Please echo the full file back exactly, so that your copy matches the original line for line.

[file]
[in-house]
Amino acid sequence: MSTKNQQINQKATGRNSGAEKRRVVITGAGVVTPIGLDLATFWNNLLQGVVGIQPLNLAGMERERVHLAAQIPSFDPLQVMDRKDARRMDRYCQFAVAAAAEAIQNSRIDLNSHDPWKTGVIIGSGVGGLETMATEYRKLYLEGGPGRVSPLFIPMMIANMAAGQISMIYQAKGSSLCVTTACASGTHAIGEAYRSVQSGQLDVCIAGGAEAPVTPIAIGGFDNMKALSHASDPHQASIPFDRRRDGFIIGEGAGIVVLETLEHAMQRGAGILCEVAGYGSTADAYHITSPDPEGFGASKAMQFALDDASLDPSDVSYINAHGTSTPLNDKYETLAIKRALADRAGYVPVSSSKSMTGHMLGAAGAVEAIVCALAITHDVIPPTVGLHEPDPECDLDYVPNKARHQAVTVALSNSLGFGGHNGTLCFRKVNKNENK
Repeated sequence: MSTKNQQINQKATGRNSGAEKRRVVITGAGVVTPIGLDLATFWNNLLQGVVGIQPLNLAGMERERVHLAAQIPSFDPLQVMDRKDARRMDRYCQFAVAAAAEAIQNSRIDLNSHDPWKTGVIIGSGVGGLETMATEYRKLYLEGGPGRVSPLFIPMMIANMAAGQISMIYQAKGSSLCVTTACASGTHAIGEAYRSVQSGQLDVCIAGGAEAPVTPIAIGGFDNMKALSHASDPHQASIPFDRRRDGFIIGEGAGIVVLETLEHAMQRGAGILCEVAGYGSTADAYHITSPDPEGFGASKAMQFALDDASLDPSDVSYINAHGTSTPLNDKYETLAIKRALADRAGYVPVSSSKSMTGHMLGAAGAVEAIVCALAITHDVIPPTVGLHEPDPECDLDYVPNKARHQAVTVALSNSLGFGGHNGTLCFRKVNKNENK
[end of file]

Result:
[in-house]
Amino acid sequence: MSTKNQQINQKATGRNSGAEKRRVVITGAGVVTPIGLDLATFWNNLLQGVVGIQPLNLAGMERERVHLAAQIPSFDPLQVMDRKDARRMDRYCQFAVAAAAEAIQNSRIDLNSHDPWKTGVIIGSGVGGLETMATEYRKLYLEGGPGRVSPLFIPMMIANMAAGQISMIYQAKGSSLCVTTACASGTHAIGEAYRSVQSGQLDVCIAGGAEAPVTPIAIGGFDNMKALSHASDPHQASIPFDRRRDGFIIGEGAGIVVLETLEHAMQRGAGILCEVAGYGSTADAYHITSPDPEGFGASKAMQFALDDASLDPSDVSYINAHGTSTPLNDKYETLAIKRALADRAGYVPVSSSKSMTGHMLGAAGAVEAIVCALAITHDVIPPTVGLHEPDPECDLDYVPNKARHQAVTVALSNSLGFGGHNGTLCFRKVNKNENK
Repeated sequence: MSTKNQQINQKATGRNSGAEKRRVVITGAGVVTPIGLDLATFWNNLLQGVVGIQPLNLAGMERERVHLAAQIPSFDPLQVMDRKDARRMDRYCQFAVAAAAEAIQNSRIDLNSHDPWKTGVIIGSGVGGLETMATEYRKLYLEGGPGRVSPLFIPMMIANMAAGQISMIYQAKGSSLCVTTACASGTHAIGEAYRSVQSGQLDVCIAGGAEAPVTPIAIGGFDNMKALSHASDPHQASIPFDRRRDGFIIGEGAGIVVLETLEHAMQRGAGILCEVAGYGSTADAYHITSPDPEGFGASKAMQFALDDASLDPSDVSYINAHGTSTPLNDKYETLAIKRALADRAGYVPVSSSKSMTGHMLGAAGAVEAIVCALAITHDVIPPTVGLHEPDPECDLDYVPNKARHQAVTVALSNSLGFGGHNGTLCFRKVNKNENK